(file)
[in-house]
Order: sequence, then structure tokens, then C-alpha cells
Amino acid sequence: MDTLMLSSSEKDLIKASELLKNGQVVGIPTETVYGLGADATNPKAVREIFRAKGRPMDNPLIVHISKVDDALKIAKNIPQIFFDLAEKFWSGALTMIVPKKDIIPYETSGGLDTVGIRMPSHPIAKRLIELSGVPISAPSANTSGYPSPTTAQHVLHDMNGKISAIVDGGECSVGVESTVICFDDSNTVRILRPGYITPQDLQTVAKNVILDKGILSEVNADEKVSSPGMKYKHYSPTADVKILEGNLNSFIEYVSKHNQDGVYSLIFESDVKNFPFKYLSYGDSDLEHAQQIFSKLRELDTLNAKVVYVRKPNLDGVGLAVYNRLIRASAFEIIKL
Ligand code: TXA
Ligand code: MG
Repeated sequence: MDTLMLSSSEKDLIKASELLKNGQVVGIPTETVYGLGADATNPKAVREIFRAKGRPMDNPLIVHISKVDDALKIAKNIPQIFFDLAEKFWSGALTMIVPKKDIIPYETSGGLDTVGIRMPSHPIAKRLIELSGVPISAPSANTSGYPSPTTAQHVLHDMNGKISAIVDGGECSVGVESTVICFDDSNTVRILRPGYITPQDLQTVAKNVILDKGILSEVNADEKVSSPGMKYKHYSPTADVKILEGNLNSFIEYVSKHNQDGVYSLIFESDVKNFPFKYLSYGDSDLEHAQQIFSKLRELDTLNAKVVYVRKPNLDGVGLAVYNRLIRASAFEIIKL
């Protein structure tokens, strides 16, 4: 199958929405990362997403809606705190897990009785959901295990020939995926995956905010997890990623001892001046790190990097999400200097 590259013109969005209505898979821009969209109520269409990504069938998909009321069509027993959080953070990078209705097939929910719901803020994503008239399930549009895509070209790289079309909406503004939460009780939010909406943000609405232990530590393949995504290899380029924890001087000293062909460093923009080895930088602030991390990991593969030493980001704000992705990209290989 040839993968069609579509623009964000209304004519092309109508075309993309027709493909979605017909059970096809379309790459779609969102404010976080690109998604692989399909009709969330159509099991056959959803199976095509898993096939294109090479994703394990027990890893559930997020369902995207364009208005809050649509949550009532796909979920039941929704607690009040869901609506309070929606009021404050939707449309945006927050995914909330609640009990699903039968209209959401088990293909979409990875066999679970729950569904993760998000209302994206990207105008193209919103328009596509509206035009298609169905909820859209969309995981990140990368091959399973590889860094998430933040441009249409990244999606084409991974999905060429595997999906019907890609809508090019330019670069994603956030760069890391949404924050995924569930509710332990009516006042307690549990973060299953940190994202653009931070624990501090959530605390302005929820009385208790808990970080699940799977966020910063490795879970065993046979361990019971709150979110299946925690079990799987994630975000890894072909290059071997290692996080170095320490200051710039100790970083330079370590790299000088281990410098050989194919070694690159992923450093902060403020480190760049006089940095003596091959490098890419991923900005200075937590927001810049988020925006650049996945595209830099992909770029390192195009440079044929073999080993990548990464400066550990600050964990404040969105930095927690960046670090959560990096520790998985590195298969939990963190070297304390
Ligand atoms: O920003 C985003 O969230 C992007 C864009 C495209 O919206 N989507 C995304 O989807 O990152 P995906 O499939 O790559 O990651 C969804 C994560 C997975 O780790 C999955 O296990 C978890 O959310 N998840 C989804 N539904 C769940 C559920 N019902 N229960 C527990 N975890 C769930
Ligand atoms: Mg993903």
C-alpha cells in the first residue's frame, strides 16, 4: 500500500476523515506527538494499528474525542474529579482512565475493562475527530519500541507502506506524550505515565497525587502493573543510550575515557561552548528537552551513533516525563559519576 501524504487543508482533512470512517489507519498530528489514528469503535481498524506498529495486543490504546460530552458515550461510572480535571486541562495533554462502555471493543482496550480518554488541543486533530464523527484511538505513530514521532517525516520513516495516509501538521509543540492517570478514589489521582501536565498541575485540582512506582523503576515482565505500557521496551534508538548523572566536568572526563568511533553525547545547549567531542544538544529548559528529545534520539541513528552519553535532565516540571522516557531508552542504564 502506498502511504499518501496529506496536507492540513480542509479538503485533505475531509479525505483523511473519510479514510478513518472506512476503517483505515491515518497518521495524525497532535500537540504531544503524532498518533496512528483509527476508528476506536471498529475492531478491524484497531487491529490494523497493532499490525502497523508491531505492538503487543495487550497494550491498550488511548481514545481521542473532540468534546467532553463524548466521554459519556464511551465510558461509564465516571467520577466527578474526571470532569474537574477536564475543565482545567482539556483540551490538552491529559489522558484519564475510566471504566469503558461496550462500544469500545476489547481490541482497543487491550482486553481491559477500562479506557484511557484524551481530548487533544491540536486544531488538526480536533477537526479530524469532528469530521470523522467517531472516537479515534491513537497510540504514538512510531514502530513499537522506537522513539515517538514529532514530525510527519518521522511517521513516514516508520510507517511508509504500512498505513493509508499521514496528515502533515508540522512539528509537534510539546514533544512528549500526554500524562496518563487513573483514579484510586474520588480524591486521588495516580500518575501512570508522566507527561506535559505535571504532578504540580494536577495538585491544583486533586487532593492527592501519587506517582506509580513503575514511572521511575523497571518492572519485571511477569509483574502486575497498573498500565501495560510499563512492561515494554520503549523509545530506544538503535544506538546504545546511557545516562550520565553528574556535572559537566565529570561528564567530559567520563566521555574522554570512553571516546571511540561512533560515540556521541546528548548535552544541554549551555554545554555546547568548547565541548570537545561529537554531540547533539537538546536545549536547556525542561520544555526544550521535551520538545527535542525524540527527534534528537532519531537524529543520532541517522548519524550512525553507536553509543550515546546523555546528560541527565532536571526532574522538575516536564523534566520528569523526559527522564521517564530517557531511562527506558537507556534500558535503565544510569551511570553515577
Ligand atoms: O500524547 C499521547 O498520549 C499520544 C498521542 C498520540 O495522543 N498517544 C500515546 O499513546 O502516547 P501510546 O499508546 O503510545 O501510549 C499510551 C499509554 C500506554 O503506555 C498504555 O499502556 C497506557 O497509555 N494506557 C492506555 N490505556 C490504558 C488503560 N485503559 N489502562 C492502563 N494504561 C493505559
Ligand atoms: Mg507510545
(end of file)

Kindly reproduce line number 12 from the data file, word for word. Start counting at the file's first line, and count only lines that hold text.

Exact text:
Ligand atoms: Mg507510545